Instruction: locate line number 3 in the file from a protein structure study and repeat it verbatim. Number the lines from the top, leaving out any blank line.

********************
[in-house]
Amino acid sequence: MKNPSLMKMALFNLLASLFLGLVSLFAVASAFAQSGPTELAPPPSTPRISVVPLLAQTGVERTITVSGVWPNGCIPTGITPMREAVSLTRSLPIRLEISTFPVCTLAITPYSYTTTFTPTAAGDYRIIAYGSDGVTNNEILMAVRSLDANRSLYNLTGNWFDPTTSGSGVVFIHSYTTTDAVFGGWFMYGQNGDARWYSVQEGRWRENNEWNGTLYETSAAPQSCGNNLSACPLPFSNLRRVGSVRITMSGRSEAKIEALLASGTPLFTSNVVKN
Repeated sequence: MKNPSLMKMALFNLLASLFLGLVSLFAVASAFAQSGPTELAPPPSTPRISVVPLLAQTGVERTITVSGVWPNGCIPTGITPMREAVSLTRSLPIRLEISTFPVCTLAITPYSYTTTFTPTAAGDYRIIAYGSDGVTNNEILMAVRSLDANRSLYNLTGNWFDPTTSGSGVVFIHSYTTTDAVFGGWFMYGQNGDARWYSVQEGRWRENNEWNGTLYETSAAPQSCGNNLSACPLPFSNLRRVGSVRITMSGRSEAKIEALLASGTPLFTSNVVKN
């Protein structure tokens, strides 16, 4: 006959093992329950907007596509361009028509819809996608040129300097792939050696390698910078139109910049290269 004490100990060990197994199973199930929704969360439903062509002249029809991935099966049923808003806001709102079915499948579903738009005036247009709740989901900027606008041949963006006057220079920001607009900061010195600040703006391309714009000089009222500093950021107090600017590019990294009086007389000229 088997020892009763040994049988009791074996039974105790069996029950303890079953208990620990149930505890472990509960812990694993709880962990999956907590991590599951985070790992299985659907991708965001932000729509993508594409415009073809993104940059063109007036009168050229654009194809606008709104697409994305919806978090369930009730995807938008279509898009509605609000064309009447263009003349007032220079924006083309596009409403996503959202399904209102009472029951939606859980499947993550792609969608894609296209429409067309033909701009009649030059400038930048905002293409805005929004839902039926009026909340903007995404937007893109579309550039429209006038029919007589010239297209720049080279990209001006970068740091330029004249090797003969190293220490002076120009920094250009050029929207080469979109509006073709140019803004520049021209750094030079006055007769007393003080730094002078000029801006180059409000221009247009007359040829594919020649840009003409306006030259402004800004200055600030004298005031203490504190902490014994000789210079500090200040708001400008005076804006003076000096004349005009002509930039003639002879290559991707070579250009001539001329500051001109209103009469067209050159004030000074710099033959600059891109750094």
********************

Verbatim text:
Repeated sequence: MKNPSLMKMALFNLLASLFLGLVSLFAVASAFAQSGPTELAPPPSTPRISVVPLLAQTGVERTITVSGVWPNGCIPTGITPMREAVSLTRSLPIRLEISTFPVCTLAITPYSYTTTFTPTAAGDYRIIAYGSDGVTNNEILMAVRSLDANRSLYNLTGNWFDPTTSGSGVVFIHSYTTTDAVFGGWFMYGQNGDARWYSVQEGRWRENNEWNGTLYETSAAPQSCGNNLSACPLPFSNLRRVGSVRITMSGRSEAKIEALLASGTPLFTSNVVKN